'We must all stop washing to save the planet'
Peel your socks off the wall for Gaia, chaps
Analysis A "world-renowned expert on carbon emissions" has stated that Western consumers must avoid five "eco crimes" committed every day in order to save the world. Dr Dave Reay's main assertion, in fact, is that we should stop washing so much - but the national press has chosen rather to highlight his assertion that drinking instant coffee is better for the environment than filter.
Dr Reay, whose PhD and early training were in marine biology, is nowadays Edinburgh university's first ever Senior Lecturer in Carbon Management. He seems as much a campaigner as a researcher, devoting much time to running his greenhouse-gas website and writing books aimed at the lay audience - Climate Change Begins at Home and Your Planet Needs You! A Kid's Guide to Going Green.
Apart from all that, Dr Reay last week put out his top five eco-crimes list, in the form of a piece for New Scientist. He is at least, unlike many pop-eco analysts*, aware what a kilowatt-hour is and able to do back-of-the-envelope calculations. Even better, he has realised the inconvenient truth that it is not easily dispensable things which account for most of Western civilisation's energy use.
"For the largest cuts, simply washing less frequently is the way to go," says the doc, and of course he's right. Personal hygiene and laundry are massive domestic energy hogs. Even Reay isn't quite willing to advocate the end of daily baths or showers, but he probably rightly thinks that around half of the population believes it is made to wash its clothes too often at the insistence of the other half, and so focuses on laundry.
Advertisers [have] convinced us that our shirts must always be "whiter than white", our sheets should forever smell of spring flowers, and that to be dressed in freshly laundered clothes at all times is a badge of success. We live in a "wear once and wash" culture.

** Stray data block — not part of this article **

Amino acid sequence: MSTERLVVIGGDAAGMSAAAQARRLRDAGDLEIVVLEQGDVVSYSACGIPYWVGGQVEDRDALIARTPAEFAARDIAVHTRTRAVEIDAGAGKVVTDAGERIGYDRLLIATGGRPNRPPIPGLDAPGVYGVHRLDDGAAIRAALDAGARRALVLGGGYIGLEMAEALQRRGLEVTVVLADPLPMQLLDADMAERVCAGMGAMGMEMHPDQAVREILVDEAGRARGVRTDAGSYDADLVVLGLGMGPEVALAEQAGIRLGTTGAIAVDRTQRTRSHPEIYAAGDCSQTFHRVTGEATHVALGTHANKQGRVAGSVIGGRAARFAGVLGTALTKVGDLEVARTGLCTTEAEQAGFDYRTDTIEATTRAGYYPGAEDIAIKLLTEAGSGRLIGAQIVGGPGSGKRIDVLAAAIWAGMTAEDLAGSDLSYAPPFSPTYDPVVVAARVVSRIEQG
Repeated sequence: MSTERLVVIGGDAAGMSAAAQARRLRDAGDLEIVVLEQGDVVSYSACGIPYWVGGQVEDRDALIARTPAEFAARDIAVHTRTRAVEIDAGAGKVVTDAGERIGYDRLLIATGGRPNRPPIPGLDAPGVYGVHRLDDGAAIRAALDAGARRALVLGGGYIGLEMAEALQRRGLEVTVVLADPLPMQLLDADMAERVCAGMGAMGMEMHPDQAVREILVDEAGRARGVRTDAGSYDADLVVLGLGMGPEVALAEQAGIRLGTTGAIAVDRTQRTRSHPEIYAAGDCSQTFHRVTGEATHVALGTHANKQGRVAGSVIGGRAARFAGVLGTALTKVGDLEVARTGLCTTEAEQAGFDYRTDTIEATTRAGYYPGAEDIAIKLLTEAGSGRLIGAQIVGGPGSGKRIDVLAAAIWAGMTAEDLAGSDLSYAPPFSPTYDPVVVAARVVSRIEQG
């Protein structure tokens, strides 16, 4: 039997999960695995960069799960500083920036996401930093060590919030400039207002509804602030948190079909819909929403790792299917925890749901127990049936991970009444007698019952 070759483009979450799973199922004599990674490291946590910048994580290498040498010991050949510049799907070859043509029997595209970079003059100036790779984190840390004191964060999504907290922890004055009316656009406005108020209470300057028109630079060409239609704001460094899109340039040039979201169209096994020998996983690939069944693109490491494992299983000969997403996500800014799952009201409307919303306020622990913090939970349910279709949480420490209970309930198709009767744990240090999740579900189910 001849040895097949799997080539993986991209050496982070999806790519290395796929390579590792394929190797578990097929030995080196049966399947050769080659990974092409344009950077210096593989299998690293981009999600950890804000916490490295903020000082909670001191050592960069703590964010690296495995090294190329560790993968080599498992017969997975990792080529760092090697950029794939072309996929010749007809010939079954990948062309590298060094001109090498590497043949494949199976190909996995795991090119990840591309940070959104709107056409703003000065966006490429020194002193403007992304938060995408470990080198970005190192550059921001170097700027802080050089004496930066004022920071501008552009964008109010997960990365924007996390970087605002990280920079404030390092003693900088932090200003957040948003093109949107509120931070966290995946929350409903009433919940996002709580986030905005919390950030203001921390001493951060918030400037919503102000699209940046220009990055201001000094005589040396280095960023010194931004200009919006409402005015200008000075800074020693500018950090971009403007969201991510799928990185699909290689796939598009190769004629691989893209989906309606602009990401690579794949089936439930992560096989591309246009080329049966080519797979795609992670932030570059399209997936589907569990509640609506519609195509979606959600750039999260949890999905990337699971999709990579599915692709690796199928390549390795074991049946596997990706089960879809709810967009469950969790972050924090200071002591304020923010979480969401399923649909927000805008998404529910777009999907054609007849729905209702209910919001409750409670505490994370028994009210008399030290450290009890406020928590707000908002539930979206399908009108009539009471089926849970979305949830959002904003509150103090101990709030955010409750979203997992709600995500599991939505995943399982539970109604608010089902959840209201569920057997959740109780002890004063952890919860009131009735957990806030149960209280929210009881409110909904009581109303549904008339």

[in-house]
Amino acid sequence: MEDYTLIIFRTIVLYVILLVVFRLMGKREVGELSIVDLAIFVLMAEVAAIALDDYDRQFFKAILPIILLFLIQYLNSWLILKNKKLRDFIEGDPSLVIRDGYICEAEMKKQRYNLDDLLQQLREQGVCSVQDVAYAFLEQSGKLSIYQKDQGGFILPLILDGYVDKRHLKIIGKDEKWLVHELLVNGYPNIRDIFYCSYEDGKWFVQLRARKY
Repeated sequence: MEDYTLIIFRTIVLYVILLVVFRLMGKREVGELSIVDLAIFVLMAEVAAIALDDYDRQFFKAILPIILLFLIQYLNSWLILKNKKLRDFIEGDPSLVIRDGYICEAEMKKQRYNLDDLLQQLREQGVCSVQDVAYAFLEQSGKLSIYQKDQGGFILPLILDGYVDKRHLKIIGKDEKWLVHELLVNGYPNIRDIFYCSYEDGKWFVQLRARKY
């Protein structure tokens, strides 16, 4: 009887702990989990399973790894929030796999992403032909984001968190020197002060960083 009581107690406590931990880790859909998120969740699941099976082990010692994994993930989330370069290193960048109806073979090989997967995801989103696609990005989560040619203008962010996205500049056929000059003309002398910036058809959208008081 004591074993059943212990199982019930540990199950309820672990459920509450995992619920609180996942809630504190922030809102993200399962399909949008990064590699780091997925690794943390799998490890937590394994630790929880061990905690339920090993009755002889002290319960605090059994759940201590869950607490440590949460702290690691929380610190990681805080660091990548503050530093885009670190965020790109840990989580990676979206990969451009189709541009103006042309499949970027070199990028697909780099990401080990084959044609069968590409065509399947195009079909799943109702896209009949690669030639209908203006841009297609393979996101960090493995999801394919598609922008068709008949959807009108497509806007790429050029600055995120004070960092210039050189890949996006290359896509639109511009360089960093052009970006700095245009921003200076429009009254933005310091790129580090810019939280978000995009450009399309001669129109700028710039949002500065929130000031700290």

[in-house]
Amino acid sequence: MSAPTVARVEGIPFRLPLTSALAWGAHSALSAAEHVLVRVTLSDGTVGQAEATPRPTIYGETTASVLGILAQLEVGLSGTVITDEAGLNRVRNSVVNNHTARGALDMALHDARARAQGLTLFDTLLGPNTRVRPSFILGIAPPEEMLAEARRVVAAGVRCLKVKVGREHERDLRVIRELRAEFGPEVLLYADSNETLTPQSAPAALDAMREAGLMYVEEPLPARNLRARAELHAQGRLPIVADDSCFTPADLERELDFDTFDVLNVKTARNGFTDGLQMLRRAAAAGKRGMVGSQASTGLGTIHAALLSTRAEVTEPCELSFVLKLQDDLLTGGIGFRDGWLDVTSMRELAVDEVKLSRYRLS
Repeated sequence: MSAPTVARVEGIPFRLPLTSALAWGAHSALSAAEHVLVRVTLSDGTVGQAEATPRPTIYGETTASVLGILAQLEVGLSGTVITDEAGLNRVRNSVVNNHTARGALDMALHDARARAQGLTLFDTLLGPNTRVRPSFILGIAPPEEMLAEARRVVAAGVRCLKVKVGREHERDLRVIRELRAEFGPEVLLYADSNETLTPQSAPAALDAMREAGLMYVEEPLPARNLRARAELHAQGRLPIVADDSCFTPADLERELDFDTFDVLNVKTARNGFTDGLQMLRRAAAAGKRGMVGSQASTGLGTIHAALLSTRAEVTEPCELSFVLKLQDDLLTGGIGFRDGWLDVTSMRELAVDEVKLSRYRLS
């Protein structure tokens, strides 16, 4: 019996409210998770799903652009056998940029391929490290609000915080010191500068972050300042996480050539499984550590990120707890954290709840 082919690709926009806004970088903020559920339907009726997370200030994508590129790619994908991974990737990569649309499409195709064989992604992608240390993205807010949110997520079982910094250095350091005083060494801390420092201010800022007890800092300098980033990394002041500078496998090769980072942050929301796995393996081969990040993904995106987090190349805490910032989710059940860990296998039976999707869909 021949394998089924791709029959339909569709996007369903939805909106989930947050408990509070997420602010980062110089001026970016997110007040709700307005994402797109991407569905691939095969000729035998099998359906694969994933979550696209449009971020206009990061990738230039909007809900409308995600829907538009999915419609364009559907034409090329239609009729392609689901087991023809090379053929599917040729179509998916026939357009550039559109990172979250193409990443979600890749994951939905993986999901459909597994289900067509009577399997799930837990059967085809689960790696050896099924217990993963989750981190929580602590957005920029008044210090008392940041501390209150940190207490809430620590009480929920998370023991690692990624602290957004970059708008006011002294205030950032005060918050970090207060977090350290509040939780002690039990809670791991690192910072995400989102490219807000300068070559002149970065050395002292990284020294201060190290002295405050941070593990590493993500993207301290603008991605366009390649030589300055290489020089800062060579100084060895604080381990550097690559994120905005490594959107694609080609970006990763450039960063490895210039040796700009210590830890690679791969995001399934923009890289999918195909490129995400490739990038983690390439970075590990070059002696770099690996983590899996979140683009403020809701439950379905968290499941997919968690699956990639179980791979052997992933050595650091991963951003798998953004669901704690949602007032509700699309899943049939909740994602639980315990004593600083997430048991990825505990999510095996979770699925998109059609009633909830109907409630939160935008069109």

It is easy to see how these emissions stack up. A full load in a washing machine uses around 1.2 kilowatt-hours of electricity per cycle and tumble drying clocks up a further 3.5 kilowatt-hours, resulting in over 2 kilograms of CO2 emissions per wash. With four or five loads per household per week, the total annual emissions from each home can easily pass the half-tonne mark. That's a significant proportion of the 10-tonne annual emissions of the average European.
Reay is using a figure of 500g CO2/kilowatt-hour there, which is actually more than a bit on the high side these days, as the British wind-energy lobby were recently compelled to admit by the Advertising Standards Authority. So you can actually factor all these CO2 figures down by 15 per cent, which is disappointing in the case of a Senior Lecturer in Carbon Management - but pass on.
Reay's central point, that washing is a major home energy user for wealthy westerners, is quite correct. Stinky socks and pants are ecologically very sound - ideally trusty old holey ones, too; Reay also fingers the tendency to replace clothes before they're worn out as an eco-crime.
Next person to tell me to reduce my carbon footprint gets kicked in the spleen.
If you seriously believe people washing their shirts and driving about accounts to more CO2 than people waging fucking WARS against each other then you really need your fucking head seeing to. Or removed, which ever is more carbon efficient.
' is it really a surprise that we're heading towards another one (which is due anyway).'
No it bloody isn't!
Can you please find a geological textbook that says the next glacial maximum is due? The best claim you can make is that in the early 1970s a *minority* of scientists studying the climate proposed that the Earth was likely to head into a period of general cooling which might end up as an ice age (we'll skip the technicality that we're actually still in an ice age).